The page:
Dinner and Dickens: A taste of Victorian drama with Upper Cape
This December, the cafeteria at Upper Cape Cod Regional Technical School will serve as a portal to Victorian Era England as drama students perform “A Christmas Carol” by Charles Dickens.
Attendees will be transported through time as guests at Fezzwig’s Party in this immersive dinner theater show.
Not only will the audience be treated to the singing, dancing and acting talents of Upper Cape, but also to those of: the carpentry and electric students, who will help with building the set; the cosmetology students, who will help with hair and makeup; and the technical students, who will be working behind the scenes.
In addition, the culinary department, led by Chef and Instructor Joseph Ellia, will serve a four-course meal to the audience of 200 people for each of the three nights the production will be performed.
On the menu is a butternut apple soup with sage cream as well as a holiday salad loaded with mixed greens, cranberries, poached pear and cheese. There will be three entree choices: beef wellington, roasted duck breast and spinach ricotta lasagna. For dessert, attendees will be served a sticky toffee pudding.
Those interested in attending can inform the kitchen of any allergies when they purchase a ticket.
The show will take place Friday, Dec. 15 and Saturday, Dec. 16 at 7 p.m. as well as on Sunday, Dec. 17 at 4 p.m.
Tickets are $50 and must be purchased in advance at http://www.onthestage.tickets/. Select “Shows” from the top menu and then the drop down option “Current Production Search” to find tickets now.
English teacher Robert Genereau, who is serving as instructor for the drama program, said the show was originally going to take place in the school’s restaurant, but with how fast tickets were selling, he and Ellia realized a bigger space would be necessary.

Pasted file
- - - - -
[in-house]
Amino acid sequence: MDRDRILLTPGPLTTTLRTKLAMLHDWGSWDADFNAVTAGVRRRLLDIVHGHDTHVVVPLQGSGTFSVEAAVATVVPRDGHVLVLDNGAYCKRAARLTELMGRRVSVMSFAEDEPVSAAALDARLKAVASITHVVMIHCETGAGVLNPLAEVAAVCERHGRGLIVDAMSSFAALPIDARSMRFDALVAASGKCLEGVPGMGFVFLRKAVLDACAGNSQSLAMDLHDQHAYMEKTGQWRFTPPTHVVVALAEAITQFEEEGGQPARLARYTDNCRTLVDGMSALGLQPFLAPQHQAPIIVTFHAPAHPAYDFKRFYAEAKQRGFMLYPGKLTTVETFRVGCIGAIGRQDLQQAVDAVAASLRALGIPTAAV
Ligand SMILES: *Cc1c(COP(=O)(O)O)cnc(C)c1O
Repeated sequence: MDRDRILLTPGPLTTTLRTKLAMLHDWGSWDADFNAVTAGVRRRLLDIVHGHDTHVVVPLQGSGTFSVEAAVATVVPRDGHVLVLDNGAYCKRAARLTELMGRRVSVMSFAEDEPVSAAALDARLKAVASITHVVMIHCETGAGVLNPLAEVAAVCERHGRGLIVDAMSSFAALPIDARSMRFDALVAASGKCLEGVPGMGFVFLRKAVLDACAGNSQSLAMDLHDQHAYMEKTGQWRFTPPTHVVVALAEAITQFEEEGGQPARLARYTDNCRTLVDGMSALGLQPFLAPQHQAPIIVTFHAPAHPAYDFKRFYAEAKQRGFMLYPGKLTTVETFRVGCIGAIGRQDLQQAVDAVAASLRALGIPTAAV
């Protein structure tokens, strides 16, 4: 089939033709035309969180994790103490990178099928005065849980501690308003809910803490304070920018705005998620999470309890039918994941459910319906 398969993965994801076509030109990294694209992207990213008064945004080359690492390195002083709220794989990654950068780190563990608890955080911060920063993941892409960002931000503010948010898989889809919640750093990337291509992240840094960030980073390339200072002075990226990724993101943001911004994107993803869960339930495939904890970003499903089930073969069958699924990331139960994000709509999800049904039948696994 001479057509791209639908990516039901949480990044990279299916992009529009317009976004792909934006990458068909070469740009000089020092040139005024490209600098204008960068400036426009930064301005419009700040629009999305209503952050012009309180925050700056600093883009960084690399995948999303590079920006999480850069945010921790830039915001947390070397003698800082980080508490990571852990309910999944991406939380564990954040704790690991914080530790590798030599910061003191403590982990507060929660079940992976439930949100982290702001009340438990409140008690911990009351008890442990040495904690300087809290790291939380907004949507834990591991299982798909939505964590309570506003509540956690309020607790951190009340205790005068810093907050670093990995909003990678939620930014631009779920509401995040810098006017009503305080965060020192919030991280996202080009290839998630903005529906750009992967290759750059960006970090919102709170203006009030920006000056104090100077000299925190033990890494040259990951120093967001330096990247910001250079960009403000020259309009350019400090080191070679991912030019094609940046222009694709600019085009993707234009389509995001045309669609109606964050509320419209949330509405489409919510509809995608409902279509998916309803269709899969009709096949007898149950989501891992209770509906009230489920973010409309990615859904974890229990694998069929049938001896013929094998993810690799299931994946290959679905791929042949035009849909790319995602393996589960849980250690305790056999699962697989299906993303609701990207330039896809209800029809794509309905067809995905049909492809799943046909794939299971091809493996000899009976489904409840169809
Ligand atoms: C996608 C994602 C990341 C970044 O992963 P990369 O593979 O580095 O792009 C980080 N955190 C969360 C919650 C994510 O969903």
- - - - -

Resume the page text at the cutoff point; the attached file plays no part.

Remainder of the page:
Genereau said he was inspired to do another dinner theater show after the success of the program’s production of “Murder Café.”
He said none of the scripts he read connected with him until he imagined the ghosts of Christmas past and present leading Scrooge around the tables of diners.
Genereau said he asked Ellia to make a Christmas menu and “he absolutely knocked it out of the park.”
Genereau explained how he chose a traditional retelling of “A Christmas Carol” that called for a “very minimal set.”
“What I liked about the script is it allowed for spots to bring really traditional Christmas carols into the play, and so we have a mix of just that very classic retelling with some beautiful Christmas carols being sung by our kids,” Genereau said.
He said the program will be renting the costumes for the production.
“I wanted the kids in the costumes just to be beautiful and just really shine,” Genereau said. “We really want to tell the story through character and I think the costumes really lend to that.”
“We're super excited about the show as a whole,” he added. “It's just a really fun holiday experience.”
“I coach sports as well here, but I think this is so important because not every kid plays sports and this gives them an opportunity to do the things that they love,” he said. “For some kids, this is their reason for coming to school — whatever's going on in their lives — they know they can come here for a couple hours, have fun with their friends and be creative and artistic.”
Of the 17 students in the play, three come from Wareham.
The three students said while they are excited for the upcoming production, it has been a bit stressful trying to memorize everything.
Senior Abby Morrison, who plays Sparist, Scrooge’s butler, said she highlights her script to help her memorize lines.
Morrison, Freshman Sage Brophy, who plays Tiny Tim, and Senior Molly Petty, who is serving as stage manager, agreed remembering the last line or word of the person speaking before is typically helpful in remembering parts for cast members.
Morrison said even with the stress of putting on a production like this, “You get a good outcome out of it, and you're spending time with people that you really care about — that you love dearly.”
Brophy said this will be her first production at the school and it has been “nerve wracking.”
However, she said she is looking forward to having her older brother come and see the show.
“I'm so excited,” Brophy said. “I haven't seen him in a while and I’m excited that we get to show him what we've done.”
As seniors, Morrison and Petty agreed it has been a great experience seeing the freshmen grow into their roles.
Petty said, “You feel like you've accomplished something good and it's stable and you know that they're going to take care of this club.”
In regard to the show as a whole, she said, “Everybody in this show — in this club — they always shine bright.”
“There's no stopping that,” she added. “You get into this club and you think, ‘Oh, I'm terrified,’ or, ‘I'm scared. I don't know what I'm doing’ — you step on that stage for the first time and you're like, ‘I know exactly what I need to do,’ and you shine, you smile, you laugh, you have the best time of your life and it is an amazing feeling.”